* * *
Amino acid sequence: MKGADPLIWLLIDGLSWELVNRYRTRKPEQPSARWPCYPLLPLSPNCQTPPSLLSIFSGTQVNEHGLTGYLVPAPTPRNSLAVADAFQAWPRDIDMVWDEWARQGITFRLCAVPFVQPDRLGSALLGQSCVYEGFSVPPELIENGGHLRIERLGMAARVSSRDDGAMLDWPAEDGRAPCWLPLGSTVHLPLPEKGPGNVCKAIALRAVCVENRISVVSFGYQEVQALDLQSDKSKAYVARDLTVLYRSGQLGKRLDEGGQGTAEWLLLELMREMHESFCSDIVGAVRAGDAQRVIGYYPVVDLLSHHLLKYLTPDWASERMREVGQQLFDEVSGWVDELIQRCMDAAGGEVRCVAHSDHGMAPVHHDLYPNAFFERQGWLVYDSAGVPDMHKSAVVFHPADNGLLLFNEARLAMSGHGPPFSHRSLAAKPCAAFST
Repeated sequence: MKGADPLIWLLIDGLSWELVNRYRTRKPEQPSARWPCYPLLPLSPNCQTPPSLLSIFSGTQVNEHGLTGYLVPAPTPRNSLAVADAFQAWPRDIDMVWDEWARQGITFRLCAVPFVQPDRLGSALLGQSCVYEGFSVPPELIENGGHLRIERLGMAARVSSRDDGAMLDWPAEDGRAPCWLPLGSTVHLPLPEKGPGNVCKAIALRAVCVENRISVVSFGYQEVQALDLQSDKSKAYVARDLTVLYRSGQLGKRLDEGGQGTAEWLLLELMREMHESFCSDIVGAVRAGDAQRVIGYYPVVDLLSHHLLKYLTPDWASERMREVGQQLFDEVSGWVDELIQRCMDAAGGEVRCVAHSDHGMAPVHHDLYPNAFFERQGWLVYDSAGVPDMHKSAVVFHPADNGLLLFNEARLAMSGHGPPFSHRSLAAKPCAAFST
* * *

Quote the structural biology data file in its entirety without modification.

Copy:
Amino acid sequence: MKGADPLIWLLIDGLSWELVNRYRTRKPEQPSARWPCYPLLPLSPNCQTPPSLLSIFSGTQVNEHGLTGYLVPAPTPRNSLAVADAFQAWPRDIDMVWDEWARQGITFRLCAVPFVQPDRLGSALLGQSCVYEGFSVPPELIENGGHLRIERLGMAARVSSRDDGAMLDWPAEDGRAPCWLPLGSTVHLPLPEKGPGNVCKAIALRAVCVENRISVVSFGYQEVQALDLQSDKSKAYVARDLTVLYRSGQLGKRLDEGGQGTAEWLLLELMREMHESFCSDIVGAVRAGDAQRVIGYYPVVDLLSHHLLKYLTPDWASERMREVGQQLFDEVSGWVDELIQRCMDAAGGEVRCVAHSDHGMAPVHHDLYPNAFFERQGWLVYDSAGVPDMHKSAVVFHPADNGLLLFNEARLAMSGHGPPFSHRSLAAKPCAAFST
Repeated sequence: MKGADPLIWLLIDGLSWELVNRYRTRKPEQPSARWPCYPLLPLSPNCQTPPSLLSIFSGTQVNEHGLTGYLVPAPTPRNSLAVADAFQAWPRDIDMVWDEWARQGITFRLCAVPFVQPDRLGSALLGQSCVYEGFSVPPELIENGGHLRIERLGMAARVSSRDDGAMLDWPAEDGRAPCWLPLGSTVHLPLPEKGPGNVCKAIALRAVCVENRISVVSFGYQEVQALDLQSDKSKAYVARDLTVLYRSGQLGKRLDEGGQGTAEWLLLELMREMHESFCSDIVGAVRAGDAQRVIGYYPVVDLLSHHLLKYLTPDWASERMREVGQQLFDEVSGWVDELIQRCMDAAGGEVRCVAHSDHGMAPVHHDLYPNAFFERQGWLVYDSAGVPDMHKSAVVFHPADNGLLLFNEARLAMSGHGPPFSHRSLAAKPCAAFST